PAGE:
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Robert Graysmith (Jake Gyllenhaal) is a cartoonist working for the San Francisco Chronicle. He eventually befriends reporter Paul Avery (Robert Downey Jr.) thanks to a shared interest: the Zodiac killer. As Graysmith steadily becomes obsessed with the case, Avery's life spirals into drunken oblivion. Eventually, Graysmith's job, his wife and his children all become secondary next to the one thing that really matters: catching the Zodiac.
I love David Fincher. From the first time I saw ALIEN 3 (quiet, you!) I was hooked on the man's style and genius. There's a reason why his seven films have grossed over a billion dollars combined. Originally, JimmyO and Dave gave their thoughts on the theatrical cut and the Director's Cut of ZODIAC, so why not give it a third go-round in Blu-Ray?
Fincher is known for his perfectionistic ways, and it's no different in ZODIAC. Combing through Zodiac case files nearly two years before the production began, Fincher manages to keep the film entertaining and compelling, and without delving into something that borders on a Law & Order episode in terms of dryness. Forgoing the previous dark and stylish his past films enjoyed, this is a straight-up, in-depth film that perfectly encapsulates the era's look and feel. The director's cut of the film, clocking in at 162 minutes compared to the 158-minute theatrical cut, still flows quite nicely, even with the added scenes (which are kind of necessary when you think about them).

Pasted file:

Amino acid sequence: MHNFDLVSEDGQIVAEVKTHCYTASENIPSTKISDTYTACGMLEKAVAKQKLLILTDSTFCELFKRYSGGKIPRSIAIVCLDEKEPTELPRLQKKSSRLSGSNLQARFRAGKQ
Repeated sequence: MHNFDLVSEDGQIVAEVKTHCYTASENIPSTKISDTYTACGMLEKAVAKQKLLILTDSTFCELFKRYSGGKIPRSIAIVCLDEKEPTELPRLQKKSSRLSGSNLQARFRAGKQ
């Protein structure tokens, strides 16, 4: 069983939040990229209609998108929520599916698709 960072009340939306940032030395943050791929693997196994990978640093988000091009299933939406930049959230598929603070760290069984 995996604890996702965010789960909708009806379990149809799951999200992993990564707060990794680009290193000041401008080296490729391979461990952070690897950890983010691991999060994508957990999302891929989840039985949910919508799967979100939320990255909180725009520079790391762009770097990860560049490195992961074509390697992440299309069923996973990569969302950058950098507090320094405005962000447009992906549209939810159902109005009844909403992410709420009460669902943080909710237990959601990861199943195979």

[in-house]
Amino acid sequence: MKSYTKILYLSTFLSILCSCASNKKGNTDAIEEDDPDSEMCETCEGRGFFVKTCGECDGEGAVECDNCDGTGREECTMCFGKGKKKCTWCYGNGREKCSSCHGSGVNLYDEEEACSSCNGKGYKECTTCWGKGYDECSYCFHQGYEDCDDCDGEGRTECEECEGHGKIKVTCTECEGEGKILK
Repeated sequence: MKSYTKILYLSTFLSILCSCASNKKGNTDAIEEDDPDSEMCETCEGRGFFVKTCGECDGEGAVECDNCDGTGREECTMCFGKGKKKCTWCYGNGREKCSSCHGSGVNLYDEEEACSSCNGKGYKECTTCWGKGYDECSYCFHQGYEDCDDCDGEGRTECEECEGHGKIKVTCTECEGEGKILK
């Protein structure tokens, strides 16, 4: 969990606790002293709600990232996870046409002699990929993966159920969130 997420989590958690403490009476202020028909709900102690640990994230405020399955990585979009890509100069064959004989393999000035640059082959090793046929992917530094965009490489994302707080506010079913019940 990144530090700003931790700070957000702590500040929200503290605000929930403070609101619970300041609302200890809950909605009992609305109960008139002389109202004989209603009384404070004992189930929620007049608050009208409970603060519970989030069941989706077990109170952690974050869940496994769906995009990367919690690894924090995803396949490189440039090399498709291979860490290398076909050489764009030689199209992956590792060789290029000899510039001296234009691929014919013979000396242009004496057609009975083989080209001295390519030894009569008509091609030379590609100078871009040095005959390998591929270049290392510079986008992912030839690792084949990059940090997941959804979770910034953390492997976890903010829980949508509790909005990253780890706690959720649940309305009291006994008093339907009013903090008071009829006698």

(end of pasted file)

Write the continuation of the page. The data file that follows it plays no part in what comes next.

Acting-wise, everyone (including Vincent Gallo vacuum ChloŽ Sevigny) were on the ball. I'm always fascinated by Robert Downey Jr.'s performances, and here it was no different, watching a guy spiral down into a sea of despair after seemingly letting the Zodiac case consume him. Likewise, Jake Gyllenhaal plays Graysmith as another guy who obsesses over the case, but manages to keep his head on straight. Mark Ruffalo comes off looking like a young Columbo, which is great because it makes Ruffalo that much more enjoyable as detective Dave Toschi.
If anything, the best thing about the film is also the worst thing about it. The Zodiac killer case was one that captured the dark side of the 60's and 70's, and held San Francisco in its grip for what seemed like an eternity. The fact that the Zodiac was never caught ups the chill factor, along with the diabolic and audacious clues and tauntings left by the killer. Really, you wanted the guy to be caught, if only to find out the basic questions. Unfortunately, we may never know. These kinds of questions rocked in SE7EN, but being based off of real-life events, it sucks to know that justice was never served.
Coupled with a fantastic bleak score by David Shire, the look and feel of the film, the meticulous direction and the superb acting by everyone involved sucked me in and left me craving for more. There's no doubt that the film was criminally overlooked here in North America, which makes it that more urgent that you see this film. It is the Zodiac speaking, after all.
Video: If you thought the original transfer of the film was awesome, the high-def version will have you creaming your pants with glee. Shot in HD, the 2.35:1 anamorphic widescreen transfer is sharp and beautiful, in its grungy kind of way. Black levels are strong, and the yellowish haze that permeates over much of the film adds to the uncomfortable feeling and atmosphere of the film.
Audio: Featuring a 5.1 Dolby TruHD track, the audio matches the transfer. While the dialogue is crisp and clean, the score by Shire is the real star, giving your bass the workout it needs for those pulse-pounding moments.
Surprisingly, aside from the obvious upgrade to HD, the extras are the same ones found on the original 2-disc DVD set, though that's not a bad thing.